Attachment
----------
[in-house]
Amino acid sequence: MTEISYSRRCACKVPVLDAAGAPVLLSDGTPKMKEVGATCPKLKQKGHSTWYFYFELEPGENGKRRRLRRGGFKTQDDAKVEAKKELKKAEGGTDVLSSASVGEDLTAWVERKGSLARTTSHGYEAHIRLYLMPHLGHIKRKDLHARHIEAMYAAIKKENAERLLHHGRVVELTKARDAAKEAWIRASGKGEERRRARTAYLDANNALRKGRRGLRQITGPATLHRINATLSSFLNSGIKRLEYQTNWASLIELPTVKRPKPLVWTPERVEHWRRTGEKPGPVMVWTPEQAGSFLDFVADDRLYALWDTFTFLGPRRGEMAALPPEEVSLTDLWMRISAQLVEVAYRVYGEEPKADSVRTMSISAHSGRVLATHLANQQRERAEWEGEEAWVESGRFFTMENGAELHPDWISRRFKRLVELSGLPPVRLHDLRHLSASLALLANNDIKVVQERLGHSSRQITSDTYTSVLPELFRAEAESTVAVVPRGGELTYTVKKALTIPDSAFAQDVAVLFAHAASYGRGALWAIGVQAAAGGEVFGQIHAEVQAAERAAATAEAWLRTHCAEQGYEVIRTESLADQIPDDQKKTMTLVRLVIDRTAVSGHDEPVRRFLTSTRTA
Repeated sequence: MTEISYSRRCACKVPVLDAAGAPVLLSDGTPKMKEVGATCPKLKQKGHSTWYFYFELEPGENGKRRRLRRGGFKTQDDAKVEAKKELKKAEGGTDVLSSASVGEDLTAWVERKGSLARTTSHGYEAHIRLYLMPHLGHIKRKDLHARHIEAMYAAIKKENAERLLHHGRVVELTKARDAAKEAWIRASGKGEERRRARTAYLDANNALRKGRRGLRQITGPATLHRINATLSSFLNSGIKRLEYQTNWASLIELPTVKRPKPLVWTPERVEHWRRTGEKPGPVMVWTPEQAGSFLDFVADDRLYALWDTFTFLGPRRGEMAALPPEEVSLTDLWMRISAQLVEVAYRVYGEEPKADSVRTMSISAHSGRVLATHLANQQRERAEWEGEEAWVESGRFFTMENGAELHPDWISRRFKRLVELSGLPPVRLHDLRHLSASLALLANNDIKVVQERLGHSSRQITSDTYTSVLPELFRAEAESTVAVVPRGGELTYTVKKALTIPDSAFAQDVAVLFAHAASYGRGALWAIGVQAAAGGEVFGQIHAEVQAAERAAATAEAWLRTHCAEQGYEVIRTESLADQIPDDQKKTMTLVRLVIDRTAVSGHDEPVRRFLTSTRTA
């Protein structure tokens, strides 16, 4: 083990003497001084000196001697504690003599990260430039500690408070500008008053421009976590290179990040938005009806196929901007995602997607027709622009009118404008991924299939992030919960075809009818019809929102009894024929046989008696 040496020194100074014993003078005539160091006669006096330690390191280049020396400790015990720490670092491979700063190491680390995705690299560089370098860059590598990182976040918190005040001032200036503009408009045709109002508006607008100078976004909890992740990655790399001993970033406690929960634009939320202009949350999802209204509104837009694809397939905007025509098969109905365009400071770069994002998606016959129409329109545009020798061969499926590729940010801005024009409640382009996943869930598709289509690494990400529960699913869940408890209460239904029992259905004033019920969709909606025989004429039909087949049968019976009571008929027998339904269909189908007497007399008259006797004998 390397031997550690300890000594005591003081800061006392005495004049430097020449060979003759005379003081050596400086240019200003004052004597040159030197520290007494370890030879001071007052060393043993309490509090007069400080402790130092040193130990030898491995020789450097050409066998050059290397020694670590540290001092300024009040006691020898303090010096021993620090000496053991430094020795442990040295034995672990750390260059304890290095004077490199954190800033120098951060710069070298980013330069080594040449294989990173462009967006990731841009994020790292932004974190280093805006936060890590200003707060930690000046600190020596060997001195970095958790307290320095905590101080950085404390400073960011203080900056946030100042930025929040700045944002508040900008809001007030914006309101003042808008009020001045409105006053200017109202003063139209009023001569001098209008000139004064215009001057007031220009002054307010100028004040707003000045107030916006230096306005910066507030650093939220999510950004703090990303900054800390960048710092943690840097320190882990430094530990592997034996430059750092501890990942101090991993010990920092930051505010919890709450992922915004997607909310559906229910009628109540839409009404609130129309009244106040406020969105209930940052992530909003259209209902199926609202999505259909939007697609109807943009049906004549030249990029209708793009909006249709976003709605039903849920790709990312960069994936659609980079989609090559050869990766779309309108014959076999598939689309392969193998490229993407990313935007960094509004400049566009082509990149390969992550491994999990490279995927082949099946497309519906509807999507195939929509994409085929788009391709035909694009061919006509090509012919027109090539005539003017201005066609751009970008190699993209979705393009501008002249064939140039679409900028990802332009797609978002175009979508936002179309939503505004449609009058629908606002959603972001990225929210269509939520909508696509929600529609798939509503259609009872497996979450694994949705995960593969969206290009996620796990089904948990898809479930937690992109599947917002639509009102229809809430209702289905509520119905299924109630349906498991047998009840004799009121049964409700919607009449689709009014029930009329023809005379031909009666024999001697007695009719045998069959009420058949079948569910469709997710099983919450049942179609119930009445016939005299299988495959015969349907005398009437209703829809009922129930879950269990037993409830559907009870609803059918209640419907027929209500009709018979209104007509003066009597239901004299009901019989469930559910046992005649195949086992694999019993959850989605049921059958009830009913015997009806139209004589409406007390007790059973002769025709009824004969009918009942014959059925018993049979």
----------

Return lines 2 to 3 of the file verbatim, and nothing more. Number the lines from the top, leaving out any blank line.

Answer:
Amino acid sequence: MTEISYSRRCACKVPVLDAAGAPVLLSDGTPKMKEVGATCPKLKQKGHSTWYFYFELEPGENGKRRRLRRGGFKTQDDAKVEAKKELKKAEGGTDVLSSASVGEDLTAWVERKGSLARTTSHGYEAHIRLYLMPHLGHIKRKDLHARHIEAMYAAIKKENAERLLHHGRVVELTKARDAAKEAWIRASGKGEERRRARTAYLDANNALRKGRRGLRQITGPATLHRINATLSSFLNSGIKRLEYQTNWASLIELPTVKRPKPLVWTPERVEHWRRTGEKPGPVMVWTPEQAGSFLDFVADDRLYALWDTFTFLGPRRGEMAALPPEEVSLTDLWMRISAQLVEVAYRVYGEEPKADSVRTMSISAHSGRVLATHLANQQRERAEWEGEEAWVESGRFFTMENGAELHPDWISRRFKRLVELSGLPPVRLHDLRHLSASLALLANNDIKVVQERLGHSSRQITSDTYTSVLPELFRAEAESTVAVVPRGGELTYTVKKALTIPDSAFAQDVAVLFAHAASYGRGALWAIGVQAAAGGEVFGQIHAEVQAAERAAATAEAWLRTHCAEQGYEVIRTESLADQIPDDQKKTMTLVRLVIDRTAVSGHDEPVRRFLTSTRTA
Repeated sequence: MTEISYSRRCACKVPVLDAAGAPVLLSDGTPKMKEVGATCPKLKQKGHSTWYFYFELEPGENGKRRRLRRGGFKTQDDAKVEAKKELKKAEGGTDVLSSASVGEDLTAWVERKGSLARTTSHGYEAHIRLYLMPHLGHIKRKDLHARHIEAMYAAIKKENAERLLHHGRVVELTKARDAAKEAWIRASGKGEERRRARTAYLDANNALRKGRRGLRQITGPATLHRINATLSSFLNSGIKRLEYQTNWASLIELPTVKRPKPLVWTPERVEHWRRTGEKPGPVMVWTPEQAGSFLDFVADDRLYALWDTFTFLGPRRGEMAALPPEEVSLTDLWMRISAQLVEVAYRVYGEEPKADSVRTMSISAHSGRVLATHLANQQRERAEWEGEEAWVESGRFFTMENGAELHPDWISRRFKRLVELSGLPPVRLHDLRHLSASLALLANNDIKVVQERLGHSSRQITSDTYTSVLPELFRAEAESTVAVVPRGGELTYTVKKALTIPDSAFAQDVAVLFAHAASYGRGALWAIGVQAAAGGEVFGQIHAEVQAAERAAATAEAWLRTHCAEQGYEVIRTESLADQIPDDQKKTMTLVRLVIDRTAVSGHDEPVRRFLTSTRTA